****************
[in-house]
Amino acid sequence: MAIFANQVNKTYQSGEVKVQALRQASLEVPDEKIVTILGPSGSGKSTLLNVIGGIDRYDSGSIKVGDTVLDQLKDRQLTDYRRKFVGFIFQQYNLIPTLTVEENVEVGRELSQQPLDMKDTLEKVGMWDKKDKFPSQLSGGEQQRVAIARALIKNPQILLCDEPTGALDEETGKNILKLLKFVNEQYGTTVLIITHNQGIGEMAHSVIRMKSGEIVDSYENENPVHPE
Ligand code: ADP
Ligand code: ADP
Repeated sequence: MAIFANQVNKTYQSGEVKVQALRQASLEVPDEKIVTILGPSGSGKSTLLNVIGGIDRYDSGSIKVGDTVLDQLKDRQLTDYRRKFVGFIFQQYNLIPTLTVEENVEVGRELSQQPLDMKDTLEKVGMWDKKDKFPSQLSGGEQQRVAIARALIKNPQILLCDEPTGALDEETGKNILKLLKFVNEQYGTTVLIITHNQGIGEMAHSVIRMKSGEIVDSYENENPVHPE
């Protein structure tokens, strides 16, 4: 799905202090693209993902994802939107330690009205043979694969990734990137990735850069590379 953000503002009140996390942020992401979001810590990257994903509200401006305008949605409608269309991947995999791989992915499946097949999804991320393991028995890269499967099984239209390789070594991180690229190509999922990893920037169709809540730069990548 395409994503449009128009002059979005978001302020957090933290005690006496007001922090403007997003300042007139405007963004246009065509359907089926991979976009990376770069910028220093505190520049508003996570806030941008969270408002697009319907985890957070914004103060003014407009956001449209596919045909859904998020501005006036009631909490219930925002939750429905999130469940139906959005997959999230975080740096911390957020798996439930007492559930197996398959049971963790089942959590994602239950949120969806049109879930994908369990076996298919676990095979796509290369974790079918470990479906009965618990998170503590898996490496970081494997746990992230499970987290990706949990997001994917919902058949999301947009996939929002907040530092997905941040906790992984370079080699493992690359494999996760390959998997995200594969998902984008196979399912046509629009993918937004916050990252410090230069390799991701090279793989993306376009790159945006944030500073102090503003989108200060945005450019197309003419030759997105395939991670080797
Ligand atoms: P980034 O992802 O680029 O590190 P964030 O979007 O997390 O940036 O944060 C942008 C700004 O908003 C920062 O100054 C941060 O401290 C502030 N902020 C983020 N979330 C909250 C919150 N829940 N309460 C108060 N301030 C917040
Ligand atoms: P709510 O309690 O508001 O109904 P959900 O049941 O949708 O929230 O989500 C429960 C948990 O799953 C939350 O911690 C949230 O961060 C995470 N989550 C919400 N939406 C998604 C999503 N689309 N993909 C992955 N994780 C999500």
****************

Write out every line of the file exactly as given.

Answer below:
[in-house]
Amino acid sequence: MAIFANQVNKTYQSGEVKVQALRQASLEVPDEKIVTILGPSGSGKSTLLNVIGGIDRYDSGSIKVGDTVLDQLKDRQLTDYRRKFVGFIFQQYNLIPTLTVEENVEVGRELSQQPLDMKDTLEKVGMWDKKDKFPSQLSGGEQQRVAIARALIKNPQILLCDEPTGALDEETGKNILKLLKFVNEQYGTTVLIITHNQGIGEMAHSVIRMKSGEIVDSYENENPVHPE
Ligand code: ADP
Ligand code: ADP
Repeated sequence: MAIFANQVNKTYQSGEVKVQALRQASLEVPDEKIVTILGPSGSGKSTLLNVIGGIDRYDSGSIKVGDTVLDQLKDRQLTDYRRKFVGFIFQQYNLIPTLTVEENVEVGRELSQQPLDMKDTLEKVGMWDKKDKFPSQLSGGEQQRVAIARALIKNPQILLCDEPTGALDEETGKNILKLLKFVNEQYGTTVLIITHNQGIGEMAHSVIRMKSGEIVDSYENENPVHPE
């Protein structure tokens, strides 16, 4: 799905202090693209993902994802939107330690009205043979694969990734990137990735850069590379 953000503002009140996390942020992401979001810590990257994903509200401006305008949605409608269309991947995999791989992915499946097949999804991320393991028995890269499967099984239209390789070594991180690229190509999922990893920037169709809540730069990548 395409994503449009128009002059979005978001302020957090933290005690006496007001922090403007997003300042007139405007963004246009065509359907089926991979976009990376770069910028220093505190520049508003996570806030941008969270408002697009319907985890957070914004103060003014407009956001449209596919045909859904998020501005006036009631909490219930925002939750429905999130469940139906959005997959999230975080740096911390957020798996439930007492559930197996398959049971963790089942959590994602239950949120969806049109879930994908369990076996298919676990095979796509290369974790079918470990479906009965618990998170503590898996490496970081494997746990992230499970987290990706949990997001994917919902058949999301947009996939929002907040530092997905941040906790992984370079080699493992690359494999996760390959998997995200594969998902984008196979399912046509629009993918937004916050990252410090230069390799991701090279793989993306376009790159945006944030500073102090503003989108200060945005450019197309003419030759997105395939991670080797
Ligand atoms: P980034 O992802 O680029 O590190 P964030 O979007 O997390 O940036 O944060 C942008 C700004 O908003 C920062 O100054 C941060 O401290 C502030 N902020 C983020 N979330 C909250 C919150 N829940 N309460 C108060 N301030 C917040
Ligand atoms: P709510 O309690 O508001 O109904 P959900 O049941 O949708 O929230 O989500 C429960 C948990 O799953 C939350 O911690 C949230 O961060 C995470 N989550 C919400 N939406 C998604 C999503 N689309 N993909 C992955 N994780 C999500």